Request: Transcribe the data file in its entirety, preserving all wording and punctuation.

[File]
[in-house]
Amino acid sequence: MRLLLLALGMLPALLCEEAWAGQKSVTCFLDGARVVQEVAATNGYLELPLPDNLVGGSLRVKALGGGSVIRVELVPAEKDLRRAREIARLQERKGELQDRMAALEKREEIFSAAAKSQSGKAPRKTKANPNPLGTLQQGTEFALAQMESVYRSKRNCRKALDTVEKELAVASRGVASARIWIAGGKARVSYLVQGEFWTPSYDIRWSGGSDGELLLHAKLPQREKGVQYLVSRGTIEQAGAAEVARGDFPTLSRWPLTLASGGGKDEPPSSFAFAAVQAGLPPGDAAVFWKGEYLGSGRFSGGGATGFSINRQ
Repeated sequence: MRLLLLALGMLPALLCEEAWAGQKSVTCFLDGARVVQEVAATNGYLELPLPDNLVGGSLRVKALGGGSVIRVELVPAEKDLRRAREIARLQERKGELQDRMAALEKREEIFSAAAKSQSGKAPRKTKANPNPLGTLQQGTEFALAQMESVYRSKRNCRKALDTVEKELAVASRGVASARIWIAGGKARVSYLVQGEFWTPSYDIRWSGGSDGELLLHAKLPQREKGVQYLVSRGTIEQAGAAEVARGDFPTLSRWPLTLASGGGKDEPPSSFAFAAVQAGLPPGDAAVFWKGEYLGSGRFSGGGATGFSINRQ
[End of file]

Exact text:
[in-house]
Amino acid sequence: MRLLLLALGMLPALLCEEAWAGQKSVTCFLDGARVVQEVAATNGYLELPLPDNLVGGSLRVKALGGGSVIRVELVPAEKDLRRAREIARLQERKGELQDRMAALEKREEIFSAAAKSQSGKAPRKTKANPNPLGTLQQGTEFALAQMESVYRSKRNCRKALDTVEKELAVASRGVASARIWIAGGKARVSYLVQGEFWTPSYDIRWSGGSDGELLLHAKLPQREKGVQYLVSRGTIEQAGAAEVARGDFPTLSRWPLTLASGGGKDEPPSSFAFAAVQAGLPPGDAAVFWKGEYLGSGRFSGGGATGFSINRQ
Repeated sequence: MRLLLLALGMLPALLCEEAWAGQKSVTCFLDGARVVQEVAATNGYLELPLPDNLVGGSLRVKALGGGSVIRVELVPAEKDLRRAREIARLQERKGELQDRMAALEKREEIFSAAAKSQSGKAPRKTKANPNPLGTLQQGTEFALAQMESVYRSKRNCRKALDTVEKELAVASRGVASARIWIAGGKARVSYLVQGEFWTPSYDIRWSGGSDGELLLHAKLPQREKGVQYLVSRGTIEQAGAAEVARGDFPTLSRWPLTLASGGGKDEPPSSFAFAAVQAGLPPGDAAVFWKGEYLGSGRFSGGGATGFSINRQ